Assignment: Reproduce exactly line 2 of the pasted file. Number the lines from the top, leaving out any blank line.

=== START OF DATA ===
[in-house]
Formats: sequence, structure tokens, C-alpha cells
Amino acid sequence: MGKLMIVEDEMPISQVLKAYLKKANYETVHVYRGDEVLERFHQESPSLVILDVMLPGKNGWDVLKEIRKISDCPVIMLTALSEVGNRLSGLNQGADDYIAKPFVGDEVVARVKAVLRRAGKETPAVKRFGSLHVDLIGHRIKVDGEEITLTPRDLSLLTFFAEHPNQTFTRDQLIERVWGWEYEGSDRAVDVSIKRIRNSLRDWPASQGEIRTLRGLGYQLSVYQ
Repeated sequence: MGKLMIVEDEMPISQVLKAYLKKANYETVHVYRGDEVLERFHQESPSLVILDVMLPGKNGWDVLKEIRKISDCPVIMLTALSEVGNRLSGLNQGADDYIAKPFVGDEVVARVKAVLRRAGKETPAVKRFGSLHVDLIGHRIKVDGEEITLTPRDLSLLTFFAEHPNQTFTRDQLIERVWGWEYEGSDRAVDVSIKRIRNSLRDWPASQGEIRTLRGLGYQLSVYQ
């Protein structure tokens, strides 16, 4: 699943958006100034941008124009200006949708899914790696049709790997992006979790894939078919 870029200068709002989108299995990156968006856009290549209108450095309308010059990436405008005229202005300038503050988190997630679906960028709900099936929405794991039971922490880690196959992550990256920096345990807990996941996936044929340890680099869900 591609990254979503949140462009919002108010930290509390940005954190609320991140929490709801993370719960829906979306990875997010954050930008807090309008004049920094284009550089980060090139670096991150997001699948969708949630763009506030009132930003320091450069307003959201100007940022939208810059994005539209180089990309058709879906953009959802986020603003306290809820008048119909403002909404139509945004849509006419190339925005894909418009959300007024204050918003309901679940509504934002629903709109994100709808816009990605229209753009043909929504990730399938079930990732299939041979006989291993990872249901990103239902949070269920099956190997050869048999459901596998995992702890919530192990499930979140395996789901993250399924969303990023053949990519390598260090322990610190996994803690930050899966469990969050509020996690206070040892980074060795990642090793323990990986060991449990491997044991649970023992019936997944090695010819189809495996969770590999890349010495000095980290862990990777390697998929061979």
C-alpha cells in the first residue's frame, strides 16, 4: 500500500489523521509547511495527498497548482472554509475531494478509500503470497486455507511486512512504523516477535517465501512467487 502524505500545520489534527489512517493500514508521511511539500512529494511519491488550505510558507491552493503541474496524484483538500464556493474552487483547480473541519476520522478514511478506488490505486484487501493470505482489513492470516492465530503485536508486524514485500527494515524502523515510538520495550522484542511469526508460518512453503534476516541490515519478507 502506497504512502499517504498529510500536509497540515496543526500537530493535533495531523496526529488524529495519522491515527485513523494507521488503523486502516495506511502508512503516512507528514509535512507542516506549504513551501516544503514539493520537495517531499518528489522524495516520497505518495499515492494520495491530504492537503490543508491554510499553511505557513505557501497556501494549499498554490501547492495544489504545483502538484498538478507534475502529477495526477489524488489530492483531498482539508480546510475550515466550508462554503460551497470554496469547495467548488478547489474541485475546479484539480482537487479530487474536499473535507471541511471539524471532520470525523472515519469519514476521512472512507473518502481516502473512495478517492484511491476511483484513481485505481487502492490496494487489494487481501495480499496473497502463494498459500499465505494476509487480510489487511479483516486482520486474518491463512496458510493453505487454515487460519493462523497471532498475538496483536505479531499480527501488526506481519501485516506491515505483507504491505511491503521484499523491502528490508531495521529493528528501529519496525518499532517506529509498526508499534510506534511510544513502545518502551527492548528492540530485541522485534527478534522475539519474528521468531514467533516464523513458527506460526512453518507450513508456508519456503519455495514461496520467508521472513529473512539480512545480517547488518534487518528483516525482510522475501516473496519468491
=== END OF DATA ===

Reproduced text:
Formats: sequence, structure tokens, C-alpha cells